On behalf of Ronald H. Kauffman, P.A. posted in Domestic Violence on Friday, May 16, 2014.

Few people realize that the first hearing for a divorce injunction is ex parte – meaning the other side doesn’t show up or even know about it. In ex parte hearings, you can’t introduce evidence other than sworn pleadings and affidavits. A new law changes that.

The latest legislative session ended, and Governor Scott signed many bills into law. As part of the flock of bills flying out of Tallahassee, a new bill amends Florida law to allow courts in domestic violence cases to take judicial notice of court records when imminent danger is alleged.

Ordinarily, the Due Process clause of the Constitution protects litigants in ex parte hearings, limiting the kind of evidence a party can try to admit without them knowing.

This new bill, which became law this week, provides a waiver to the Due Process requirements for the admissibility of evidence at ex parte temporary injunction hearings.

The Senate bill can be read here.

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Is there a link between eating margarine and the divorce rate?

Florida is a No-Fault Divorce state, so it doesn’t much matter the cause of a divorce. But, have you ever wondered why people get a divorce? I’ve blogged about this topic before. For instance, could divorce rates be linked to other variables?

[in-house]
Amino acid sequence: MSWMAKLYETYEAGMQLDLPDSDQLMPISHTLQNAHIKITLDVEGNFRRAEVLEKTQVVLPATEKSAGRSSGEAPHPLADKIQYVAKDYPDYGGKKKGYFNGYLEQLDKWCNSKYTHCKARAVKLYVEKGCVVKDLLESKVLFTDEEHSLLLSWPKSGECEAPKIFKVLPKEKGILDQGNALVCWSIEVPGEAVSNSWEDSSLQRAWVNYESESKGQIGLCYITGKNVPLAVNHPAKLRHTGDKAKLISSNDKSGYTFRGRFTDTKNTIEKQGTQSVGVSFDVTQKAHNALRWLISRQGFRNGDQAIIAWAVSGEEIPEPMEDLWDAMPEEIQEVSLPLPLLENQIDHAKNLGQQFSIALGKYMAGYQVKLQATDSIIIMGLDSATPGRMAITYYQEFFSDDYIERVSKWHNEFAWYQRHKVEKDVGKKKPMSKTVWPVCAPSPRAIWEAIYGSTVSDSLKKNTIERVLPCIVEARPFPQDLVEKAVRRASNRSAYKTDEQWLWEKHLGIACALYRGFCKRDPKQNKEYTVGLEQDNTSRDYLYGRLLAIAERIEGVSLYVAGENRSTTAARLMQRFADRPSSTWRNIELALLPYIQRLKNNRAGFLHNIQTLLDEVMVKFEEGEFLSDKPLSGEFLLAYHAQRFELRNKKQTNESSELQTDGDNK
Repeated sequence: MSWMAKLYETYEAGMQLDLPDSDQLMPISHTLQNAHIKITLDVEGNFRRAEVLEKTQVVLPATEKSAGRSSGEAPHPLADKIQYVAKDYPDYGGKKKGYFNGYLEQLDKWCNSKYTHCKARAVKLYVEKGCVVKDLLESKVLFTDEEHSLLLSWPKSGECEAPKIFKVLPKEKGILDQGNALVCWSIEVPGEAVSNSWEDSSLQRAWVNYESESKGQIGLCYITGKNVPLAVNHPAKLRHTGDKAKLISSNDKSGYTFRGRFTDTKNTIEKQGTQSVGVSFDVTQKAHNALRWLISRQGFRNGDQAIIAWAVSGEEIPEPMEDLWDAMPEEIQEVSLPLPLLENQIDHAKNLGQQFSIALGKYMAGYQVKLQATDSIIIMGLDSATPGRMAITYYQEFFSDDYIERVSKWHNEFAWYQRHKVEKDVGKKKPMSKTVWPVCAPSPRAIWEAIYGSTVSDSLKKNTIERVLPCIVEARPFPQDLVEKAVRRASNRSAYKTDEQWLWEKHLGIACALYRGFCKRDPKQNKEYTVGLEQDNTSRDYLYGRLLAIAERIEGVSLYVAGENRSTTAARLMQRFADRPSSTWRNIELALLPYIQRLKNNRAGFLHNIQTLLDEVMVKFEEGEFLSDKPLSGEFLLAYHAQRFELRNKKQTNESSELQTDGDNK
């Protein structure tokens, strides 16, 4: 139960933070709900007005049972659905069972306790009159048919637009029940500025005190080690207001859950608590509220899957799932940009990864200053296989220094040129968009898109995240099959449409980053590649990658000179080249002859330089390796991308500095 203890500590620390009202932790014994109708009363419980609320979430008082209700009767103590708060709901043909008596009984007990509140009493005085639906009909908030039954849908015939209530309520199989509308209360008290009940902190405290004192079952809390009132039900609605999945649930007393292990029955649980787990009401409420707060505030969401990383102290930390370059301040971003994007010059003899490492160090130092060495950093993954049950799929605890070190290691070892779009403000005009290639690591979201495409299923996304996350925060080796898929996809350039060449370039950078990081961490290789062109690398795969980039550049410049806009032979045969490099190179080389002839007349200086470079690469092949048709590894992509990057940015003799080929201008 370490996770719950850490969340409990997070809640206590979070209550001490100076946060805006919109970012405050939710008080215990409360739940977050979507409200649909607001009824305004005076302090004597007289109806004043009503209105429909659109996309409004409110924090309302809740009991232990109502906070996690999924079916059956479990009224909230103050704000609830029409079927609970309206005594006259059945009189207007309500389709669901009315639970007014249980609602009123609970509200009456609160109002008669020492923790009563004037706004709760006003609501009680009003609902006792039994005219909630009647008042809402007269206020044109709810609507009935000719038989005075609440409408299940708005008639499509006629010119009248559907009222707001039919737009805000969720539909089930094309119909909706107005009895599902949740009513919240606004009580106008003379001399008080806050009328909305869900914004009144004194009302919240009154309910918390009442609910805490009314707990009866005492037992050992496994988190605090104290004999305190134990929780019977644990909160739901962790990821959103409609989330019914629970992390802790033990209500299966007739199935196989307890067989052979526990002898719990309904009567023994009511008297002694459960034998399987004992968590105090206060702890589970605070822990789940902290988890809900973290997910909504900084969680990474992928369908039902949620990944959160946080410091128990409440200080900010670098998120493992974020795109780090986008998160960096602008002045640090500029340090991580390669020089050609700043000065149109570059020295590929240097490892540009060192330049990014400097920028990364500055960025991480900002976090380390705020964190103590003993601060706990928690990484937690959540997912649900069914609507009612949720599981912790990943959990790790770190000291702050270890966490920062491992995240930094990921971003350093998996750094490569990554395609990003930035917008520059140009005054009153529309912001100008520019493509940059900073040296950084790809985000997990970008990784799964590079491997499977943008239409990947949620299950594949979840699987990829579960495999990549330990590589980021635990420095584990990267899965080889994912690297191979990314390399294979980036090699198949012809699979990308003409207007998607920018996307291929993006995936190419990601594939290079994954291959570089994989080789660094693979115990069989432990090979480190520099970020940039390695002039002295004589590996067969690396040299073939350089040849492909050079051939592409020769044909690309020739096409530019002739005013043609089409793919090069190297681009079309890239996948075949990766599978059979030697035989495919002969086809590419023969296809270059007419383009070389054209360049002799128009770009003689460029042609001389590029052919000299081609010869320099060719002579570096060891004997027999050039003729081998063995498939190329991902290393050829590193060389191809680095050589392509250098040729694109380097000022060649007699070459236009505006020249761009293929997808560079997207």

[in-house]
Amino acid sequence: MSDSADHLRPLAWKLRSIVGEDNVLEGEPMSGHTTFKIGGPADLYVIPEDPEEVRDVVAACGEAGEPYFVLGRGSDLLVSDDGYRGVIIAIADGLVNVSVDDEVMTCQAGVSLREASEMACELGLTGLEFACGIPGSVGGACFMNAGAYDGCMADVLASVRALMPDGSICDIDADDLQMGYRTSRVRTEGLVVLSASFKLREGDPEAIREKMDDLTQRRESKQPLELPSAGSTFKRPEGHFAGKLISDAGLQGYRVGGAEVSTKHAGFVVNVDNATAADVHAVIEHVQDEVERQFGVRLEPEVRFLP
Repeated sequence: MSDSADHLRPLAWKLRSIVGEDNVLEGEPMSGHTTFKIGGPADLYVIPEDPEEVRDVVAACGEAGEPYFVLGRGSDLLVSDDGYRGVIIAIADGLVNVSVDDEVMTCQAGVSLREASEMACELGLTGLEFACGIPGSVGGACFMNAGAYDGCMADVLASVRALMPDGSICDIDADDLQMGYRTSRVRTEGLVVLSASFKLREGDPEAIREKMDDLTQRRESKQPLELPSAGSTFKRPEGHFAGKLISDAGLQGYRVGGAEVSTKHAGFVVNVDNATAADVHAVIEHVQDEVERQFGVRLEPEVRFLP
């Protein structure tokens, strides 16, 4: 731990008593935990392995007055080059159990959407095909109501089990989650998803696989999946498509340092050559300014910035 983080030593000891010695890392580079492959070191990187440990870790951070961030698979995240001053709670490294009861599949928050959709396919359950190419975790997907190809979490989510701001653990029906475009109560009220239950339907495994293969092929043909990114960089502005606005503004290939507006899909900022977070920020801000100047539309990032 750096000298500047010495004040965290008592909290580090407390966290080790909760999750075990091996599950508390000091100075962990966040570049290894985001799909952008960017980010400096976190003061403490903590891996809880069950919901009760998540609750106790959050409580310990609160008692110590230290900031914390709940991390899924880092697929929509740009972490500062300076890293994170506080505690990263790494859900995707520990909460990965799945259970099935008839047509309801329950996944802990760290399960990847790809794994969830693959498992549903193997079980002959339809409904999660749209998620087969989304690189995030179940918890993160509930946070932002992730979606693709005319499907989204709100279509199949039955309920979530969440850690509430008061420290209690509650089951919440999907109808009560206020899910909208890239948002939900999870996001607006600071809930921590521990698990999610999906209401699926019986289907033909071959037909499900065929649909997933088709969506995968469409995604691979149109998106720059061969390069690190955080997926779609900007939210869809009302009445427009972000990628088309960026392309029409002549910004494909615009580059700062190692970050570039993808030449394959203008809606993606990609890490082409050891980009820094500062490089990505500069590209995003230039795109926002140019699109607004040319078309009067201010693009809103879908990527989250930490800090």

There could be a correlation, but proving a mere correlation between things does not mean that one causes the other. Just because there is snow outside your window in the morning doesn’t mean sleeping causes snow. Some events are just coincidences, or in statistic-speak, “spurious correlations.”

A spurious correlation occurs when two things appear related, but in reality are not. For the statistically inclined, Tyler Vigen has assembled a few funny charts of spurious correlations. I’ve copied a funny chart showing the rates of divorce and margarine consumption.

More of these funny correlations are available at Tyler Vigen’s website.